I had purchased a digital scale which will measure down to 1/100th of a gram (0.00). This allowed me to perform my test in a 1 gallon container instead of 5 gallon buckets.

I can tell you that 1/8th of a TEASPOON of Alum weights around 0.83 grams, while 1 TBSP (tablespoon) weights 24 grams!

BIG DIFFERENCE!!!!

Why are these so far off from each other????

I can also tell you that I had a pH level of 7.8 and using 1 gram of Alum in a 1 gallon bucket crashed the pH to 6.2.




Last edited by neo; 09/28/08 10:15 PM.
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http://www.ipmassociates.com/downloads/IPMA_Estes_Flyer.pdf

Here's a web page for them in Carrollton


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Neo, I am not familiar with Ewest posting, so can't offer an opinion.


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It's in the thread on page 1.

Interesting comparison of the two tables:

1. Tables use massively different Alum sample amounts to determine what should be used to clear the pond.
2. Table application rates at their lowest level are the same (30 pounds per acre), then they are significantly different butstill follow a doubling pattern (.2 = 1, .4 = 2, etc...) between the two tables and match the application amount per acre.

The table that EWest linked to on this thread:
0.2 grams in 5 gallon bucket = 30 pounds per acre
0.3 grams in 5 gallon bucket = 45.5 pounds per acre
0.4 grams in 5 gallon bucket = 60.5 pounds per acre
0.5 grams in 5 gallon bucket = 75.5 pounds per acre

The table that David U linked to on this tread:
1 tablespoon in 1 gallon bucket = 30 pounds per acre
2 tablespoons in 1 gallon bucket = 60 pounds per acre
3 tablespoons in 1 gallon bucket = 90 pounds per acre
4 tablespoons in 1 gallon bucket = 120 pounds per acre

My pond can fluctuate between severe (chocolate milk) and mild turbidity (tea colored), depending on the rate of inflow. Right now it is sitting in the "mild" area because the water has a light brownish tint.

The Southern Regional Aquaculture Center table (which uses a 0.X grams for the test buckets) IMO is basically useless. Given that I have a "mild" level of turbidity right now and their max bucket test of 0.5 grams for a 5 gallon container did nothing in my testing (used 1 gallon container @ 0.1 grams). I had to move up to at least a 1-1.2 gram test to make any progress to settle the suspended clay.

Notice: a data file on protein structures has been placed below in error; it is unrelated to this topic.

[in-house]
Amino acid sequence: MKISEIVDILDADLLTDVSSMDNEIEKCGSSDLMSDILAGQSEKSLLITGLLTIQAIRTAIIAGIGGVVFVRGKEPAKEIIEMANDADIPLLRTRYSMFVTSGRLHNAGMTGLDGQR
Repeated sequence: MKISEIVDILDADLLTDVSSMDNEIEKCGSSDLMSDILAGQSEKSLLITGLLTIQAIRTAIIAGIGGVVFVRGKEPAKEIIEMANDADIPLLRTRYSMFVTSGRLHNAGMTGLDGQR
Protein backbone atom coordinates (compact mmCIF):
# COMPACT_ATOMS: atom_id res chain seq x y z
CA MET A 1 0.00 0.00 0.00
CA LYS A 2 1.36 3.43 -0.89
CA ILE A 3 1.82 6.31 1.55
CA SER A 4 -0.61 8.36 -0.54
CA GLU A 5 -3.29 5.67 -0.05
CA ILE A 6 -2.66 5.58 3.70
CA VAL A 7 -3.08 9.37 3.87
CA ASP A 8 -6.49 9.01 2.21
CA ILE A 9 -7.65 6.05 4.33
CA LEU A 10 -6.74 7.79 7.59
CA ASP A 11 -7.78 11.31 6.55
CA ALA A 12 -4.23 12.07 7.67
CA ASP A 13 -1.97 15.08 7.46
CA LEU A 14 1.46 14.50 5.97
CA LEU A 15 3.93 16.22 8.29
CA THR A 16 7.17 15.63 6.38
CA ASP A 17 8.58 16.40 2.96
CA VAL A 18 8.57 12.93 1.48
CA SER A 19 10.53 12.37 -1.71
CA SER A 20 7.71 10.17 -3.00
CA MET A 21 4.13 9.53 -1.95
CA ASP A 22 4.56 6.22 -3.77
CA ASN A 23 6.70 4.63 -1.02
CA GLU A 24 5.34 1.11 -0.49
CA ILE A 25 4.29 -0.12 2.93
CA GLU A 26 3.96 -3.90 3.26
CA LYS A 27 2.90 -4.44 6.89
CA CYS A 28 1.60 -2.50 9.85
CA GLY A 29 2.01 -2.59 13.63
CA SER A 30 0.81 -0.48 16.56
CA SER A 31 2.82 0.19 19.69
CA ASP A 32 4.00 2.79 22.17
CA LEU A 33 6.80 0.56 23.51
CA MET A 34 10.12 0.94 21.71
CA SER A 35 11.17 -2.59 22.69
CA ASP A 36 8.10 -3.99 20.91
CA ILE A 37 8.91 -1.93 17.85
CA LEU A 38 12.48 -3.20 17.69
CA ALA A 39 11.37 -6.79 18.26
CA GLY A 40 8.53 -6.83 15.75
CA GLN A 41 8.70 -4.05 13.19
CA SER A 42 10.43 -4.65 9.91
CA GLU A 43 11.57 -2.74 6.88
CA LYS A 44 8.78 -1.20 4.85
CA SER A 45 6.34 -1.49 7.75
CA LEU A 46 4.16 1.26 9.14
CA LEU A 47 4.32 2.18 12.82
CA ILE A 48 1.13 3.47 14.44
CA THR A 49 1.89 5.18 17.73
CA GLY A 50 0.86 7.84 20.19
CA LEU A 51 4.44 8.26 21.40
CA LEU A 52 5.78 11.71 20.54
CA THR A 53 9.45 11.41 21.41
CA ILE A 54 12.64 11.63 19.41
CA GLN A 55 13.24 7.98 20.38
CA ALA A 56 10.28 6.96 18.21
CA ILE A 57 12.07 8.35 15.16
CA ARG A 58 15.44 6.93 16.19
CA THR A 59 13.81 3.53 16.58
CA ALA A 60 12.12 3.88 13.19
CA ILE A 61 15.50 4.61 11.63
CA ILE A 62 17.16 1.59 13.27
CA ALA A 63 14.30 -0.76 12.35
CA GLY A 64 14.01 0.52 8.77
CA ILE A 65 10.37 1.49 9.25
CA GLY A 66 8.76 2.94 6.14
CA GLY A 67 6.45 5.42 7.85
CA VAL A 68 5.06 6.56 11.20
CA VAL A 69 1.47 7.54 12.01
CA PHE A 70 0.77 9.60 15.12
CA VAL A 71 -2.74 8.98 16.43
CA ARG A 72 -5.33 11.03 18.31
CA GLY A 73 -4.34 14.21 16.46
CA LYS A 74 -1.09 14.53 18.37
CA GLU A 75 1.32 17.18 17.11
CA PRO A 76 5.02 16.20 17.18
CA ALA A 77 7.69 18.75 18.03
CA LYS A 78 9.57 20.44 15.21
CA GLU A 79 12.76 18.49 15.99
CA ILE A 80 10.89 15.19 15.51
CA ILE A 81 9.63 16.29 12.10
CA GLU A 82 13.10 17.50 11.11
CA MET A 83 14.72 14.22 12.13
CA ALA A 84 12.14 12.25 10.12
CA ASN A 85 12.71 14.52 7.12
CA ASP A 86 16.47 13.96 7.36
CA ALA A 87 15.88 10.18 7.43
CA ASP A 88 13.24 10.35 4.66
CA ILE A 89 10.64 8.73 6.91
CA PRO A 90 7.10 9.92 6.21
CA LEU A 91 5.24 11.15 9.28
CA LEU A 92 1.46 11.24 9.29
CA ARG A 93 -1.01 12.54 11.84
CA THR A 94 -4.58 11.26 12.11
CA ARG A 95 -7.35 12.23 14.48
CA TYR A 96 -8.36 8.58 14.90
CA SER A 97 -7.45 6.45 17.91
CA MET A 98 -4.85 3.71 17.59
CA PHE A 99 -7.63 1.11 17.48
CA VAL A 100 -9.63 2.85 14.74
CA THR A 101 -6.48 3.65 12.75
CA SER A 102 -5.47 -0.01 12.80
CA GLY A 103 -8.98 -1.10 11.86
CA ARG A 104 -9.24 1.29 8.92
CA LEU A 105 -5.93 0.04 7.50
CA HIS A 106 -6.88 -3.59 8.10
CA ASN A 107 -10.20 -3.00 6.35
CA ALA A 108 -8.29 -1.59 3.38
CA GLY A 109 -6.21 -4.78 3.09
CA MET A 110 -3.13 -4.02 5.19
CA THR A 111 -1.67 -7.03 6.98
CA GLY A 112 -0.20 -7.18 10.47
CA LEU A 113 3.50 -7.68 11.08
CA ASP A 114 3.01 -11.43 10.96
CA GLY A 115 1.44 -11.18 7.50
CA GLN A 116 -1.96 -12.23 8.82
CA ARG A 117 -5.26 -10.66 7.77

Does anyone know what happens to excess Alum introduced into a pond (assuming it is balanced out with lime to control the pH)?

I figure there will be loss from outflow of the water, but is there any advantage to long term clarity by over applying now to handle future issues (potential severe turbidity with spring runoff)?

BTW if your in the central region then GS Robins may be an option to get chemicals from.
http://www.gsrobins.com/locations.html


Last edited by neo; 09/29/08 11:19 AM.
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Neo, the COMPARISONS you give are not very differant at all. The link David U gives uses a teaspoon of SLURRY (1 teaspoon alum MIXED in 1 Gallon of water) and THEN using a teaspoon of the SLURRY MIX. 1 Gallon equals 768 teaspoons.

Using the weights that you provided for the alum, 1 teaspoon of alum should weigh 6.64 grams (.015 pounds). By dividing that 6.64 grams by 768 you get .00865 (rounded) grams per teaspoon of slurry mixed into the Gallon of test water.

By comparison, the chart showing .2 gram per FIVE gallons equals .04 gram per gallon. Since the alum becomes a slurry and never fully dissolves, the effective, DISSOLVED alum concentrations are very close in both tests.

The slurry test is more accurate because it uses the "dissolved" alum for results.

As for the APPLICATION rates, 30 pounds of alum equals .000092 POUNDS of alum per GALLON of water when applied to ONE acrefoot of water (326,700 gallons)----FAR less than the TEST concentrations.

As far as SAFETY concentrations, a QUART of dill pickles has an average of 1/6th teaspoon of alum in it, or 1.1 grams per gallon, or .002425 pounds per gallon, which equates to a VERY safe application rate of over 792 pounds of alum per acrefoot of water. Drinking water that has been treated with alum may contain a maximum final concentration of .000017 pounds per gallon after being filtered, but is treated at a rate of .0013 pounds per gallon (75 times greater than final product).

The only data I could find pertaining to aquatic life toxicity levels for aluminum sulfate found that quantities 1000 times greater than what is used to clear a pond only showed an "accumulation" of aluminum with no known problems.

Someone please check my math, but I am pretty sure it is accurate.

Also FWIW, alum becomes a solid and sinks to the bottom UNLESS the ph is lower than 6.0. Ph below 6.0 aluminum dissolves and becomes toxic to fish. Then again, a ph below 6.0 by itself is not too good for the fishies!

Now I need a vacation to let my brain cool down from recalling all the equations needed for this....